“Does it ever strike you that life is just memory?”
As immersive theatre and its intoxicating brand of participatory performance art continues to grow in popularity (for the first time in the festival’s history the Hollywood Fringe has presented ‘Immersive’ as its own show category), audiences are being treated to a bevy of unique experiences from creators looking to immerse their patrons in something different.
Fire & Light, Stephanie Feury Studio’s Fringe-friendly bifurcation of their acclaimed Firelight, invites us to be immersed in something both surprisingly personal and bracingly new: the warm, complicated emotion of memory. The two pieces, when taken together, present something so generously intimate, so unabashedly poetic and introspective that audience members can’t help but be swept away, as we intrude upon these characters’ private worlds, and think back on our own loves, losses, joys, and wistful regrets.
As you step through the door away from your world and into Fire, the first thing you are struck by is the warmth and specificity with which the creators have conjured the setting. It is Christmas time in some not-too-distant decade, and all your dearest friends have come together to celebrate in a twinkling, sophisticated party atmosphere. You are greeted by these ghosts of Christmas past with a familiar embrace and a glass of wine, and encouraged to make yourself at home. While there is some light interaction and small talk between performers and audience in this moment, anything done or said is immaterial. The window for conversation ends quickly, and while I observed a few of my fellow participants freeze up as they were spoken to, you needn’t worry: this isn’t that kind of show.
What follows, once the guests are settled, is a hypnotic, titillating, and ultimately painful recounting of a story of love, deliciously discovered and tragically lost. With just enough detail to be compelling, and unspecific enough to be universally relatable, these four performers captivate us as they revel in the heady excitement that can only come from truly connecting with another person, and the special ache that can only be caused by their eventual absence. Fire favors the expressive over realism, giving us a spellbinding blend of movement and spoken word shared by a cast so utterly committed to the beauty and the pain that they live through for our pleasure. The cheery, nostalgic setting of a carefully furnished den provides a feeling of familiar comfort that makes you all the more vulnerable to the honesty of the emotions on display. We can all relate to the heavy-hearted kind of loss explored here. To look back on a time when you were close with someone knowing you can never go back, the way barricaded by hurt feelings, words unsaid, and above all, time.
As you transition from Fire to Light, the aesthetics switch drastically but effectively. While Fire presents a heightened performance style in a recognizably grounded playing space, Light invites you into a patchwork tent with knickknacks and mementos piled to the cloth ceiling in a hazy dream space. The two characters here, so beautifully honed and real, seem to be sharing this place together, which becomes the physical representation of an entire lifetime experienced side by side. Where Fire’s performers, while excellent, were bound by a certain degree of necessary sameness as they worked together to convey one single point of view, the couple at the center of Light is comprised of two breathtakingly distinct individuals who, through the performers’ chemistry and the masterfully understated staging, still feel like two halves of a whole. Where Fire was filled with grand, expressive choreography, Light instead invites us to appreciate the quiet beauty in the subtle: The way a cloth is carefully pulled away and folded to reveal a treasured tea set. The body language of a domestic squabble being put on hold for the sake of company.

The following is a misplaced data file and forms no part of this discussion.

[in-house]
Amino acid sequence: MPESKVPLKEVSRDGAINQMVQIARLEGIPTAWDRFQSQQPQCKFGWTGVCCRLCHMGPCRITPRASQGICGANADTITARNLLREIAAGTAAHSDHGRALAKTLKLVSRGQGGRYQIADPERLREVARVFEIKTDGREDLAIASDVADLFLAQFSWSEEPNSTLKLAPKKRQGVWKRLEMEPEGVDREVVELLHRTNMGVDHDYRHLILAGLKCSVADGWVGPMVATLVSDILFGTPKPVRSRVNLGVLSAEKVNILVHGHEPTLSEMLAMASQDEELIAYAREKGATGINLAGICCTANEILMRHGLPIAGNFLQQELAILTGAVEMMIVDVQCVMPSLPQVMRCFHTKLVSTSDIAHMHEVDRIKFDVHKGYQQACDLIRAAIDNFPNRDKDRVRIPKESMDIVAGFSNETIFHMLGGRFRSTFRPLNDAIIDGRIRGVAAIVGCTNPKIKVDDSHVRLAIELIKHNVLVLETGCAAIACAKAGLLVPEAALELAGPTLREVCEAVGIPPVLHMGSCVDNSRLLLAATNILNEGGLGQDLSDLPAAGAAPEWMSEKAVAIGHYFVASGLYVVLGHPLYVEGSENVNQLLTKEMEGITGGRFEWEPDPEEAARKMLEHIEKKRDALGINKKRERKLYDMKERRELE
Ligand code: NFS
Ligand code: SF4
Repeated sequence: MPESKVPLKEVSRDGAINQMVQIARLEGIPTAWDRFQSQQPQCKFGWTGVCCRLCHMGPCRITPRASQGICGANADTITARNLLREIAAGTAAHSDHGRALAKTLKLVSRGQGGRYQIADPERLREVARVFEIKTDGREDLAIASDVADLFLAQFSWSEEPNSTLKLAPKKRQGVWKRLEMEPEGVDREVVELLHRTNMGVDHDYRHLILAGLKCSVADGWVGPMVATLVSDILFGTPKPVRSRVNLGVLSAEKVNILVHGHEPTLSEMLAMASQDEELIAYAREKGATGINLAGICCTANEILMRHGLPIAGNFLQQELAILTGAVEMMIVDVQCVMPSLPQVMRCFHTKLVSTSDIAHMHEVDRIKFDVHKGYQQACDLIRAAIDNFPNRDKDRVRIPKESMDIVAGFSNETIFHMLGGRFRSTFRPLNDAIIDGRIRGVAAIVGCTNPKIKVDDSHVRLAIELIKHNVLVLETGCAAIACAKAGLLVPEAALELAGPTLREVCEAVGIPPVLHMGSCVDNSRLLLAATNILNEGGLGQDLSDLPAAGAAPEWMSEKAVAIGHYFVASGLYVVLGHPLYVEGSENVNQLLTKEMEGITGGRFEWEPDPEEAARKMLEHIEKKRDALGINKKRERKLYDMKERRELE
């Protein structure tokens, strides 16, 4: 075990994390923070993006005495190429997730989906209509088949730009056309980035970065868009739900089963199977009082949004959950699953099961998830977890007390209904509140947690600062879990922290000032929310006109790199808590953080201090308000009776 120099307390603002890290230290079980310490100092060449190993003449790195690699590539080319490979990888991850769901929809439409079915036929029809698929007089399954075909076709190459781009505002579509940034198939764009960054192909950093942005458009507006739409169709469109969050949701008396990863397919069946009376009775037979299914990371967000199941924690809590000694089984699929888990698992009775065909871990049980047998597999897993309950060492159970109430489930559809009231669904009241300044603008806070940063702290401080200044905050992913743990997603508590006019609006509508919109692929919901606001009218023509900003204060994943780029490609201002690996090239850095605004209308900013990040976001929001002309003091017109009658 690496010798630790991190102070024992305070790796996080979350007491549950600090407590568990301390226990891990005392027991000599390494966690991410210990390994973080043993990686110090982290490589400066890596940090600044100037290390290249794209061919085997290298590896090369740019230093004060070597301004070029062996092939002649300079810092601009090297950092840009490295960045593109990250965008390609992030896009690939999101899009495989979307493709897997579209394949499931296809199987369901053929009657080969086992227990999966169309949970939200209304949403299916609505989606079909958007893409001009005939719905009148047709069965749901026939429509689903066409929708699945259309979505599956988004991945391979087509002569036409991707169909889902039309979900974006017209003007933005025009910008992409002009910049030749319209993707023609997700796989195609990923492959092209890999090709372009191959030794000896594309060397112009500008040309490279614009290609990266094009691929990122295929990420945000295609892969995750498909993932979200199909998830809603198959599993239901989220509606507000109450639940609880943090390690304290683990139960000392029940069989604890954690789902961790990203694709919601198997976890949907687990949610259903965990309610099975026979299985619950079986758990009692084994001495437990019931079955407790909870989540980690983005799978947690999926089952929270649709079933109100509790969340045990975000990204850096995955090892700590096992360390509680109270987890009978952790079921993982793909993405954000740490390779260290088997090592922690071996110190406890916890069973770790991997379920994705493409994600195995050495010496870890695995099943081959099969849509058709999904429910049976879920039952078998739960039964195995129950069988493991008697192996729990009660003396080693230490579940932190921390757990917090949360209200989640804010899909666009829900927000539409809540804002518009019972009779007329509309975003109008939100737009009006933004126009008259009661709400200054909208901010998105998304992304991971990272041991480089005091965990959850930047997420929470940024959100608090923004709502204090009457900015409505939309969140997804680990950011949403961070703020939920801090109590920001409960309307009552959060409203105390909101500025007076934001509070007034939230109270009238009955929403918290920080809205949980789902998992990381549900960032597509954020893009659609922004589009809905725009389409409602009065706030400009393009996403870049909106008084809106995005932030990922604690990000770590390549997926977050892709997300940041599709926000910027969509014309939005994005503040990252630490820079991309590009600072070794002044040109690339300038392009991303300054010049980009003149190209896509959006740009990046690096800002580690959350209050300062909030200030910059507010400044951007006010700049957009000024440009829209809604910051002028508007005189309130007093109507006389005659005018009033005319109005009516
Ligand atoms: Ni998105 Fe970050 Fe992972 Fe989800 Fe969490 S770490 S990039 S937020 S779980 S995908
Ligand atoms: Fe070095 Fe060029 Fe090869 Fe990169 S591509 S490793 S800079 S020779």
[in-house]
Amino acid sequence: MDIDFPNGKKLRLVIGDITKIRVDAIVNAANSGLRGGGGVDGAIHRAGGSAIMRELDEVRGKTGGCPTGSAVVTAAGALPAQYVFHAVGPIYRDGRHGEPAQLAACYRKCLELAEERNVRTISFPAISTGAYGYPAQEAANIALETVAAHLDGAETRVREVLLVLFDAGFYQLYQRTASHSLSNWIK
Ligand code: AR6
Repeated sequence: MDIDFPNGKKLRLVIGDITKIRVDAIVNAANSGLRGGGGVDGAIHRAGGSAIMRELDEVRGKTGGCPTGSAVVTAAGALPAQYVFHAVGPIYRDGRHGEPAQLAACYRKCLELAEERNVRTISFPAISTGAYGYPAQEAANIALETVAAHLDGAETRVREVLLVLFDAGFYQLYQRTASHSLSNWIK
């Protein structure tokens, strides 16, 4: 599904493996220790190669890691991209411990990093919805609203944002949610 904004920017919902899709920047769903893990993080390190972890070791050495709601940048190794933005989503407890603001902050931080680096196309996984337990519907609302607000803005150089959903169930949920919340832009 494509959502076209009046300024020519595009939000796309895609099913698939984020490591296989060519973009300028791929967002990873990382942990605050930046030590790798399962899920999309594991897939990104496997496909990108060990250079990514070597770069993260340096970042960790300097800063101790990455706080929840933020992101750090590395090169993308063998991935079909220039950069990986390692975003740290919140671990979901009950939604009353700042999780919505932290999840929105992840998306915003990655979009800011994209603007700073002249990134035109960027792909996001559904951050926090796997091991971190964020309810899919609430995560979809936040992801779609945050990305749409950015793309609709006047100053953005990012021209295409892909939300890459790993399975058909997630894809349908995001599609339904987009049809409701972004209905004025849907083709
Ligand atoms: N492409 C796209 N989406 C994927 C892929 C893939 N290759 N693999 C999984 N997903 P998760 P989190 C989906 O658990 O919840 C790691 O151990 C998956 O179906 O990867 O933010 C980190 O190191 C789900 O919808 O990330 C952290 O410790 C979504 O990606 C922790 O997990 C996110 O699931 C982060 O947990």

Two companions, backs turned to one another as they enjoy a drink and moment of quiet reflection, lean on each other in a moment of profound intimacy and need. You sense two lifetimes intertwined sitting in that tent with you, memories and compromises and disappointments and joys piled up along the walls as high and as tangible as the knickknacks lining the walls. Has this shared life been perfect? No. If they could go back in time would they change anything? Perhaps. Do they cherish what they have? Absolutely.
This is what Fire & Light does so well. Through movement and text they articulate the weight of memory, the feeling of each moment passing by as that weight increases. Even the best moments of your life take on an added tang of bittersweet when reexamined as memory, because you know how the story ends. Stephanie Feury Studio engages all of our senses as their characters share themselves with us, tapping into every reservoir of experience we have with the little things that make a life: the embrace of someone happy to see you, a piece of music playing on a scratchy record player or a cup of warm apple cider. I finished my cup, savoring every drop that was offered to me, because I knew then that this was the lesson Fire & Light conveys. Enjoy every moment you’re given, because once you realize you have one, it’s already gone.
Tickets for Fire & Light are available through the Fringe Festival’s official website. Catch the show on Sunday, June 11th or June 25th.
For even more Fringe Festival recommendations, check out Haunting’s interviews with the creators of upcoming 2017 Fringe shows like Narcissus and Echo and Dark Arts, reviews of shows like The Rise and Fall of Dracula and Normal, or a full listing of notable experiences on our events page.